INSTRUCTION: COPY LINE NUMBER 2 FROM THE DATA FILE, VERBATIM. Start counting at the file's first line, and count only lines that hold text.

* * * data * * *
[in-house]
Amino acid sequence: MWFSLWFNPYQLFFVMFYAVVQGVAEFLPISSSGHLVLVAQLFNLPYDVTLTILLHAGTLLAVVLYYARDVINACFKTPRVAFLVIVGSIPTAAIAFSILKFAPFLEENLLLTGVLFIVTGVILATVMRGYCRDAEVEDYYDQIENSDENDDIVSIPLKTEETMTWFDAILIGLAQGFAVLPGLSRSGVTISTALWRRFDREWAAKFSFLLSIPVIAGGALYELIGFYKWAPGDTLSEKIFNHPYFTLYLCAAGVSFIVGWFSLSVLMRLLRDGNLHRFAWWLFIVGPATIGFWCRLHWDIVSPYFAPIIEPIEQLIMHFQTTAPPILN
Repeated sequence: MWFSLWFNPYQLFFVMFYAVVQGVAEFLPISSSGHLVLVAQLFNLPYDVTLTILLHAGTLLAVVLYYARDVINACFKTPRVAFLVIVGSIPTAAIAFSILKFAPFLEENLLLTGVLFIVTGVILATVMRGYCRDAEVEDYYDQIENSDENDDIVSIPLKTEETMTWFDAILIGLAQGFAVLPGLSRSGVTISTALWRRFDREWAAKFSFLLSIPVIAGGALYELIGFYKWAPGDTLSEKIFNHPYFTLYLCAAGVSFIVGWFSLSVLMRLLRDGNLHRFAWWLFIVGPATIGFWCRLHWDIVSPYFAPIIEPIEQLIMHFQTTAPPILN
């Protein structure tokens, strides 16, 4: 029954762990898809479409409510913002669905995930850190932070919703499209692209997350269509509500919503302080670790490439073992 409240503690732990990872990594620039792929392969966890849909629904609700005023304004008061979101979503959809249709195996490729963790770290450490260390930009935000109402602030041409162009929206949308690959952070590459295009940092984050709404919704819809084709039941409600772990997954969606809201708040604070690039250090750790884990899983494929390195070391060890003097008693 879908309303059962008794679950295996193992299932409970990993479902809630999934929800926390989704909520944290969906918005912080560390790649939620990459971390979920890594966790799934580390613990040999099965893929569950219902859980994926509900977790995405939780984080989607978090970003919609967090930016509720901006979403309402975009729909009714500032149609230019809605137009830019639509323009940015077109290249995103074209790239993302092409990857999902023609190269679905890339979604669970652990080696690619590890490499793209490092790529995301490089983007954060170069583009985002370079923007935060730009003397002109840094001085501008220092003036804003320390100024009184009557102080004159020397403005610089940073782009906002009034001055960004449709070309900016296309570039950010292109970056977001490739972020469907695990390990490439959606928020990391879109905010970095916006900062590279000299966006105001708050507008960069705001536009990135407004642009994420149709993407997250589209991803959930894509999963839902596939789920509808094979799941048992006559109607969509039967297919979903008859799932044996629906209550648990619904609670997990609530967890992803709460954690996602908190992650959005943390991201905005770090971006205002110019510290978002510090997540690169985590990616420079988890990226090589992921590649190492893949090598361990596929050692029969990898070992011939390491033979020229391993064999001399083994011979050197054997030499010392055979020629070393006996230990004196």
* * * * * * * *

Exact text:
Amino acid sequence: MWFSLWFNPYQLFFVMFYAVVQGVAEFLPISSSGHLVLVAQLFNLPYDVTLTILLHAGTLLAVVLYYARDVINACFKTPRVAFLVIVGSIPTAAIAFSILKFAPFLEENLLLTGVLFIVTGVILATVMRGYCRDAEVEDYYDQIENSDENDDIVSIPLKTEETMTWFDAILIGLAQGFAVLPGLSRSGVTISTALWRRFDREWAAKFSFLLSIPVIAGGALYELIGFYKWAPGDTLSEKIFNHPYFTLYLCAAGVSFIVGWFSLSVLMRLLRDGNLHRFAWWLFIVGPATIGFWCRLHWDIVSPYFAPIIEPIEQLIMHFQTTAPPILN